After a brutal market sell-off in 2022, excitement over artificial intelligence (AI) has helped fuel the market. Nasdaq CompositeLast year, the increase was 43%. The actions of the “Magnificent Seven” — Amazon (NASDAQ:AMZN), Apple, Alphabet, Microsoft, Meta, NvidiaAnd You're here — contributed to much of the market's gains.
Microsoft and Alphabet have launched the AI revolution after spectacular investments in start-ups including OpenAI and Anthropic, developer of ChatGPT.
Amazon doesn't seem to be moving at the same pace as its big tech counterparts when it comes to AI. However, over the past year, the company has quietly made inroads in the field and investors are beginning to understand the company's potential as an AI leader.
Let's take a look at the initiatives Amazon is taking and how AI could unlock its next frontier of growth.
Tea leaves are encouraging
Over the past half-century, the Nasdaq has produced negative annual returns 14 times. But it is interesting to note that there are only two periods where there was more than one consecutive year of decline: 1973-1974 and 2000-2002.
Since 2001, the Nasdaq has experienced three annual declines of 30% or more: in 2002, 2008 and 2022. However, after the stock market crashes of 2002 and 2008, the index soared for consecutive years. The index returned an average of 16% per year from 2003 to 2007, ranging from a 1.4% increase to 50%. And in 2009 and 2010, it increased by an average of 30%, or 44% one year and 17% the following year.
If history repeats itself, the Nasdaq will win this year. Will history repeat itself? Nobody knows.
But even though no one knows what will happen, the general idea is that capital markets are resilient and tend to bounce back relatively quickly. And while Amazon has been impacted on the e-commerce side as consumers have lost confidence, and on the cloud computing side as businesses have curbed spending, Amazon has made a number of strategic moves that should encourage investors, including in terms of optimism. for a strong 2024 for Nasdaq constructions.
Amazon's AI empire
Amazon made headlines following its investment in Anthropic, supported by Alphabet late 2023. While this might have made it seem like Amazon was playing catch-up to Microsoft and Alphabet, the deal contained many important features.
For starters, Anthropic will now use Amazon Web Services (AWS) as its primary cloud provider. Anthropic will also use Amazon's own chips to form the future Generative AI models. This partnership is important for several reasons.
First, AWS's revenue growth has been slowing for several quarters. The addition of Anthropic to the AWS ecosystem should help breathe new life into the cloud computing leader, as it opens the door to a myriad of new AI-driven applications.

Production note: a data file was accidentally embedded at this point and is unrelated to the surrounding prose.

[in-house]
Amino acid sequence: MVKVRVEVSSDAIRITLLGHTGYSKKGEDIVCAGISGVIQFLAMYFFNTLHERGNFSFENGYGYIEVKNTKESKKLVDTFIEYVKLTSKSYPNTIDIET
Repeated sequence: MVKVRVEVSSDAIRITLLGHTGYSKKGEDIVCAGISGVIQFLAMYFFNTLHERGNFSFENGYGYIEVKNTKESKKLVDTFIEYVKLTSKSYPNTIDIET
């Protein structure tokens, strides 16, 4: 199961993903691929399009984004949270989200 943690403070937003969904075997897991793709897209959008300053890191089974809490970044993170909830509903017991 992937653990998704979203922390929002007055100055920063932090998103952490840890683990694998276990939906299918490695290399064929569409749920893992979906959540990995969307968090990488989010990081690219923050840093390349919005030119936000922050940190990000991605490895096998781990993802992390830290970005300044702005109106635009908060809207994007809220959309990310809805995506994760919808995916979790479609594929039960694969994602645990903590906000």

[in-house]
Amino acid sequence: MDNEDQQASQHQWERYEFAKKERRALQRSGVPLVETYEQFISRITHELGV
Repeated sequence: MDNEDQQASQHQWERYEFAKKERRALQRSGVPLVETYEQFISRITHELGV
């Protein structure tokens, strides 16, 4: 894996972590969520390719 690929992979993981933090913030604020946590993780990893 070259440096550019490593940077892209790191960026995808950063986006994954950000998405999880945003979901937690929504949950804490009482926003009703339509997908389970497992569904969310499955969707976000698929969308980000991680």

Using Amazon's Trainium and Inferentia chips could present a subtle opportunity as the AI semiconductor market is dominated by Nvidia and Advanced microsystems at present.
The chart below illustrates Amazon's price-to-sales (P/S) multiple compared to its Magnificent Seven cohorts. The metric shows how much investors pay relative to a company's revenue.
Amazon Stock Looks Gorgeous
The company's P/S of 3.1 is not only the lowest among its big-tech competitors, but it's also flat compared to its 10-year average.
I think it's both intriguing and puzzling that Amazon's P/S has remained stable given how the company has evolved over the past decade. To me, investors are underestimating the company's partnership with Anthropic and likely view competition from Microsoft and Alphabet as too difficult to fend off. But I think that's wrong.
AWS is going through a new phase of its evolution and AI is at its core. As generative AI becomes a focal point of IT budgets, I believe that sooner or later enterprise software spending will shift from primarily on-premises applications to more cloud-based protocols.
Amazon's development of its own chips as well as its deal with Anthropic are important steps in capitalizing on this trend. While investors may not be witnessing rocket-like growth yet, the company's position in the AI space should not be overlooked. The long-term outlook looks encouraging and now is a tempting opportunity to use dollar-cost averaging to start acquiring some stocks.
Should you invest $1,000 in Amazon right now?
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Randi Zuckerberg, former director of market development and spokesperson for Facebook and sister of Meta Platforms CEO Mark Zuckerberg, is a member of The Motley Fool's board of directors. John Mackey, former CEO of Whole Foods Market, an Amazon subsidiary, is a member of The Motley Fool's board of directors. Suzanne Frey, an executive at Alphabet, is a member of The Motley Fool's board of directors. Adam Spatacco holds positions in Alphabet, Amazon, Apple, Meta Platforms, Microsoft, Nvidia and Tesla. The Motley Fool holds positions and recommends Advanced Micro Devices, Alphabet, Amazon, Apple, Meta Platforms, Microsoft, Nvidia and Tesla. The Motley Fool has a disclosure policy.
History says the Nasdaq could soar in 2024. Here's an artificial intelligence (AI) stock that looks set to thrive. was originally published by The Motley Fool